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Small Business Finance – Finding the Right Mix of Debt and Equity


Small Business Finance – Finding the Right Mix of Debt and Equity


Financing a small business can be the most time-consuming activity for a business owner. It can be the most important part of growing a business, but one must be careful not to allow it to consume the business. Finance is the relationship between cash, risk, and value. Manage each well, and you will have a healthy finance mix for your business.

Develop a business plan and loan package with a well-developed strategic plan, which relates to realistic and believable financials. Before you can finance a business, project, expansion, or acquisition, you must precisely develop your financial needs.

Finance your business from a position of strength. As a business owner, you show your confidence in the business by investing up to ten percent of your finance needs from your own coffers. The remaining twenty to thirty percent of your cash needs can come from private investors or venture capital. Remember, sweat equity is expected, but it is not a replacement for cash.

Depending on the valuation of your business and the risk involved, the private equity component will want on average a thirty to forty percent equity stake in your company for three to five years. Giving up this equity position in your company, yet maintaining clear majority ownership, will give you leverage in the remaining sixty percent of your finance needs.

The remaining finance can come in long-term debt, short-term working capital, equipment finance, and inventory finance. By having a strong cash position in your company, various lenders will be available to you. It is advisable to hire an experienced commercial loan broker to do the finance “shopping” for you and present you with various options. It is important at this juncture that you obtain finance that fits your business needs and structures instead of trying to force your structure into a financial instrument not ideally suited for your operations.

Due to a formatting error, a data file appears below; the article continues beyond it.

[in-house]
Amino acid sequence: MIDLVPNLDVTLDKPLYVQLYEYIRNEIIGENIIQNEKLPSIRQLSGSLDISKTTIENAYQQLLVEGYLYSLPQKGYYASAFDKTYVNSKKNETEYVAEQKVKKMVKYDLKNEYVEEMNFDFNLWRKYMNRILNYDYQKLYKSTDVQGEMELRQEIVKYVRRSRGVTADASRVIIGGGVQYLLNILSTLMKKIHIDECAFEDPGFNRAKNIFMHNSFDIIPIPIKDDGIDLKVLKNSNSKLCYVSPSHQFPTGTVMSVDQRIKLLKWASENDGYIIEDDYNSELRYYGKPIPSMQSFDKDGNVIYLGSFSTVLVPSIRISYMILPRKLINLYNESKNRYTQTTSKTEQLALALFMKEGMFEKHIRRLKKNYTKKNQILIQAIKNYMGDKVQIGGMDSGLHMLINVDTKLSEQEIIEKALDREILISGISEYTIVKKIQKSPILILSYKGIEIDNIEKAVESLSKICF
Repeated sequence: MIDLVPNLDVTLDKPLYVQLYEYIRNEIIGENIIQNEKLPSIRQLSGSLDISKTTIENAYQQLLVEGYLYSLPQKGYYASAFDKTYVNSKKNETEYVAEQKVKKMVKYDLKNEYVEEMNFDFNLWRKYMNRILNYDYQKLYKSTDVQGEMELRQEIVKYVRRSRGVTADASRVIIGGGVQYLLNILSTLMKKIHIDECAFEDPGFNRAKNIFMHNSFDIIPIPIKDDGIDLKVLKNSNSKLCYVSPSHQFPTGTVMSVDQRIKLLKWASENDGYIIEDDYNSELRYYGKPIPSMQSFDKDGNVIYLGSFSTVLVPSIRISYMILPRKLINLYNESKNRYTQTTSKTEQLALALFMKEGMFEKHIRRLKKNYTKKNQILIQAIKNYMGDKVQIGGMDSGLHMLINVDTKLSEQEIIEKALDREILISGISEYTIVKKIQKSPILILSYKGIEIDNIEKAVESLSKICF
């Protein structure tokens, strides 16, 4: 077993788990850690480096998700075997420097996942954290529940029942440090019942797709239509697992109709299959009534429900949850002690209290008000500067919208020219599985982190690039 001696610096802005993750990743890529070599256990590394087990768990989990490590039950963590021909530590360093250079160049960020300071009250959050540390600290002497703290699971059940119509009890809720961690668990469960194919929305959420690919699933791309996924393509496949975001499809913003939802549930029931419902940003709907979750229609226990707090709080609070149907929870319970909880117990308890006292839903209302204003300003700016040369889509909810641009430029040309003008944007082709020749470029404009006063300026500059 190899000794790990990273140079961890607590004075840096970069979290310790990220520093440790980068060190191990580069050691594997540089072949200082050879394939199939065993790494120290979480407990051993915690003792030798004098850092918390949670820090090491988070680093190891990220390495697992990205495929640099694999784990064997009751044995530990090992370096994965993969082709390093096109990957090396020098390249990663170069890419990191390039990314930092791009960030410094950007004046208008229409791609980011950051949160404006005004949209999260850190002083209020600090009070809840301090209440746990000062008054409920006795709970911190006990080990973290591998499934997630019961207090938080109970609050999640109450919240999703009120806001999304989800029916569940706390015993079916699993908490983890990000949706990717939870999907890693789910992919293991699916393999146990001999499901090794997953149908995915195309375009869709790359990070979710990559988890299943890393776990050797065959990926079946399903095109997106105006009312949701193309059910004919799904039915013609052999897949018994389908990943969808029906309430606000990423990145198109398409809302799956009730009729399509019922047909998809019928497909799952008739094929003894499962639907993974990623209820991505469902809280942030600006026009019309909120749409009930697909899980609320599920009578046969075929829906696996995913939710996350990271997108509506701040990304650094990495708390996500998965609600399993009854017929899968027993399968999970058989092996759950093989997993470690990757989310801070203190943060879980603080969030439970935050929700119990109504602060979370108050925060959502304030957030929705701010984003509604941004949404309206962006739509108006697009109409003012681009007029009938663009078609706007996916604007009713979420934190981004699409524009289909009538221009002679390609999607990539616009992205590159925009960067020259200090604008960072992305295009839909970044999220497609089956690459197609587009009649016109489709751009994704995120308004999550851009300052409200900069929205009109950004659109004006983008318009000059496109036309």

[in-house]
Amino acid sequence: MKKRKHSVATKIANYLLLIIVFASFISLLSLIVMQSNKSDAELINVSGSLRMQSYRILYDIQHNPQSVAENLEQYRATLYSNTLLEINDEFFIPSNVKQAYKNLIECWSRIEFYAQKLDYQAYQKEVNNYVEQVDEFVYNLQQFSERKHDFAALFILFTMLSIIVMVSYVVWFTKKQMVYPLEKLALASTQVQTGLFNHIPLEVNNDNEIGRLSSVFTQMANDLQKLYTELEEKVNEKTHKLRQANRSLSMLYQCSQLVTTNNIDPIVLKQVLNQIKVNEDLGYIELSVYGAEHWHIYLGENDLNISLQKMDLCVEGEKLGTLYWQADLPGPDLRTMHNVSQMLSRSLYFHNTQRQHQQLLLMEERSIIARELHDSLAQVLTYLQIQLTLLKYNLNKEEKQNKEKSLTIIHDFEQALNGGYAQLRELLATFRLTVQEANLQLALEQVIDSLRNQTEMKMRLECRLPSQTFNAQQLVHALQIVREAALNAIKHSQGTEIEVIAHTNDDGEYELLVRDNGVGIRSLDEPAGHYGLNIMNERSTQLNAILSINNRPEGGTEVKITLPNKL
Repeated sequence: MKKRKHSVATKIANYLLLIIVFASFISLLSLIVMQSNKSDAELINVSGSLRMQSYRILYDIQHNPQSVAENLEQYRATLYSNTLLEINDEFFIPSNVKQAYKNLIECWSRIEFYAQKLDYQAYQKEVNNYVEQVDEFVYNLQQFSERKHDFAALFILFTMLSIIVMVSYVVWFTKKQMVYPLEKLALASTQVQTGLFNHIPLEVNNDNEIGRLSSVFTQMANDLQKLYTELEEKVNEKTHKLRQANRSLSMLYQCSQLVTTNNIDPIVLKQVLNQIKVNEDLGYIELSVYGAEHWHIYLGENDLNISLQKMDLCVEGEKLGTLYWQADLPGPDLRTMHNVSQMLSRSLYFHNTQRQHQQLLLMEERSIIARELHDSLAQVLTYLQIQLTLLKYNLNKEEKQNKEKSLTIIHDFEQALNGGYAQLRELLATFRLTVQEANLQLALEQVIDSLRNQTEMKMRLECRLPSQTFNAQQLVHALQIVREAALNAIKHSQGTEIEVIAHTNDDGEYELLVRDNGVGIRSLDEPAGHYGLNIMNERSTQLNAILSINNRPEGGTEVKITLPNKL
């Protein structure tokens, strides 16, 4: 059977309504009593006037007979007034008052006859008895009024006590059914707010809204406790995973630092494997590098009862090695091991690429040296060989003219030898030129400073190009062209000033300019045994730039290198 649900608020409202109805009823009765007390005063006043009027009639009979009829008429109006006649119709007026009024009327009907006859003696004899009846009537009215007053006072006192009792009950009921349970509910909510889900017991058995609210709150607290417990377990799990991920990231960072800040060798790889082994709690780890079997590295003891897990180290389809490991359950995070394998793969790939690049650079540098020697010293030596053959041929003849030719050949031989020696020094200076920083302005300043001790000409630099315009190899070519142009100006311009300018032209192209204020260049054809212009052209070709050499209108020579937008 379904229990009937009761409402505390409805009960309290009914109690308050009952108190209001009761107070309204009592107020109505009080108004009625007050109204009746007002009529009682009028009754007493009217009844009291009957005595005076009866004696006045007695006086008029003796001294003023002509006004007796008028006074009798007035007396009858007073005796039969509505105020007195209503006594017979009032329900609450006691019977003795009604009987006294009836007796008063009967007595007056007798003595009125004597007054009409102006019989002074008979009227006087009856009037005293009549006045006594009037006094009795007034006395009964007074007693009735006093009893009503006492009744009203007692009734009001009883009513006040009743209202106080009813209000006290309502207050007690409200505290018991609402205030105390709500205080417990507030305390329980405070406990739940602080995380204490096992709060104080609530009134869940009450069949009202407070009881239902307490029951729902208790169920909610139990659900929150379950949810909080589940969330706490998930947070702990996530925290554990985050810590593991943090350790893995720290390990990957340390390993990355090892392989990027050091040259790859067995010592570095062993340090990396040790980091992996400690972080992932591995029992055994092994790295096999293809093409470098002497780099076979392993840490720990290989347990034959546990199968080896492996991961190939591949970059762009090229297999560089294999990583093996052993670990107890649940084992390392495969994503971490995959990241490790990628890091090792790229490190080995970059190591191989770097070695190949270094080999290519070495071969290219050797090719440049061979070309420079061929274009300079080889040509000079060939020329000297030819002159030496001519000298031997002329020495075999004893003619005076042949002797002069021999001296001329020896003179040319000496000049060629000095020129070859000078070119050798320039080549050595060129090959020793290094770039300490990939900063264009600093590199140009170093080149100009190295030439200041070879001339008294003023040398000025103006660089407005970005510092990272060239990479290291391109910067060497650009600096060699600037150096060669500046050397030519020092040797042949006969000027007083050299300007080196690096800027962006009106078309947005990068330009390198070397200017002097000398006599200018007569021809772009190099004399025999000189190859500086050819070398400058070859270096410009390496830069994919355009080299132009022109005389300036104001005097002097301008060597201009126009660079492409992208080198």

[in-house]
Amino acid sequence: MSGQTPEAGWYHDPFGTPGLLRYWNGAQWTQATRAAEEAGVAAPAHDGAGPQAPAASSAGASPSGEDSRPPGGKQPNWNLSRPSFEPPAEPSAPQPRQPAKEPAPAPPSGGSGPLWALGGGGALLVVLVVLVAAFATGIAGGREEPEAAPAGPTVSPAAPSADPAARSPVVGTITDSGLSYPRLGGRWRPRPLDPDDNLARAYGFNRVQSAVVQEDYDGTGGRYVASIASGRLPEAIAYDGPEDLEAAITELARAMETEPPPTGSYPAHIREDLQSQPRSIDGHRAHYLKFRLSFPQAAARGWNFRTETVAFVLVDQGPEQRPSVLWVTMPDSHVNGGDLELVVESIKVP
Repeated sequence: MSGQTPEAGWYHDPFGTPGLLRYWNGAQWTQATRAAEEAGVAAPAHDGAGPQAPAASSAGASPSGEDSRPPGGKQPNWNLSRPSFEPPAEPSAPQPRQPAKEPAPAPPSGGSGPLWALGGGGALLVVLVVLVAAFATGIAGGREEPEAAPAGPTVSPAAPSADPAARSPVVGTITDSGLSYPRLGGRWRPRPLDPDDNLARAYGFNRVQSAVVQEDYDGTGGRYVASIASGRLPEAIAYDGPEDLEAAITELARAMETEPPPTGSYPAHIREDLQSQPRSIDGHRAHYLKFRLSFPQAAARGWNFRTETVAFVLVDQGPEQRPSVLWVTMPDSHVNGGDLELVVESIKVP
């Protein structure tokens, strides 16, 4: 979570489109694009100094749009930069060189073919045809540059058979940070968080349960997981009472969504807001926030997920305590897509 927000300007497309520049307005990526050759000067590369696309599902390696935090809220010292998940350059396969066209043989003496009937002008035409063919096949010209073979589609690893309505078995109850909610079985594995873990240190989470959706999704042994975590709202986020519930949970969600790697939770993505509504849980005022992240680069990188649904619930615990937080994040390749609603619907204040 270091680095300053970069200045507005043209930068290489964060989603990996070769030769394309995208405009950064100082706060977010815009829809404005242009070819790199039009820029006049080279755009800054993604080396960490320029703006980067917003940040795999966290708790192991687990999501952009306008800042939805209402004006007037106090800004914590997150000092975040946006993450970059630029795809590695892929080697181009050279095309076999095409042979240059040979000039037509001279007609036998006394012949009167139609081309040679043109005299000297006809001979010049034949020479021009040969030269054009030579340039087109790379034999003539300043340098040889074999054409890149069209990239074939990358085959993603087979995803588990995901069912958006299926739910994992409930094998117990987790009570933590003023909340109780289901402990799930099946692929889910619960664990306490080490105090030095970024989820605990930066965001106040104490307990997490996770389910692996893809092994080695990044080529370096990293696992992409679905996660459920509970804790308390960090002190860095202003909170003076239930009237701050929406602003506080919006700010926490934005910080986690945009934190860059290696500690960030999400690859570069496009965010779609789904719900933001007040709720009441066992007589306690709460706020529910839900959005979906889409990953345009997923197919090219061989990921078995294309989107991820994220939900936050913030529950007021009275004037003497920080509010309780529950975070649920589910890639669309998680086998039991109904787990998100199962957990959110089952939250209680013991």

Having a strong cash position in your company, the additional debt financing will not put an undue strain on your cash flow. Sixty percent of the debt is healthy. Debt finance can come in unsecured finance, such as short-term debt, a line of credit financing, and long-term debt. Unsecured debt is typically called cash flow finance and requires creditworthiness.

Debt finance can also come in the form of secured or asset-based finance, which can include accounts receivable, inventory, equipment, real estate, personal assets, letter of credit, and government-guaranteed finance. A customized mix of unsecured and secured debt, designed specifically around your company’s financial needs, is the advantage of having a strong cash position.

The cash flow statement is an important financial in tracking the effects of certain types of finance. Therefore, it is critical to have a firm handle on your monthly cash flow, along with the control and planning structure of a financial budget, to plan and monitor your company’s finance successfully.

Your financial plan is a result and part of your strategic planning process. It would help if you were careful in matching your cash needs with your cash goals. Using short-term capital for long-term growth and vice versa is a no-no. Violating the matching rule can bring about high-risk interest rates, refinance possibilities, and operational independence. Some deviation from this age-old rule is permissible.

For instance, if you have a long-term need for working capital, then a permanent capital need may be warranted. Another good finance strategy has contingency capital on hand for freeing up your working capital needs and providing maximum flexibility. For example, you can use a line of credit to get into an opportunity that quickly arises and then arrange for cheaper, better suited, long-term finance subsequently, planning all of this upfront with a lender.

Unfortunately, finance is not typically addressed until a company is in crisis—plan with an effective business plan and loan package. Equity finance does not stress cash flow as debt can and gives lenders the confidence to do business with your company. Good financial structuring reduces the costs of capital and the financial risks. Consider using a business consultant, finance professional, or loan broker to help you with your financial plan.

Calvin M. Barker

Typical tv scholar. Problem solver. Writer. Extreme bacon fan. Twitter maven. Music evangelist. Spent a year consulting about salsa in Fort Lauderdale, FL. Spoke at an international conference about lecturing about junk food in New York, NY. Earned praise for promoting robotic shrimp in Phoenix, AZ. Spent 2002-2007 working on catfish in Naples, FL. Spent several months developing yogurt in Orlando, FL. Spent high school summers managing dandruff in Africa.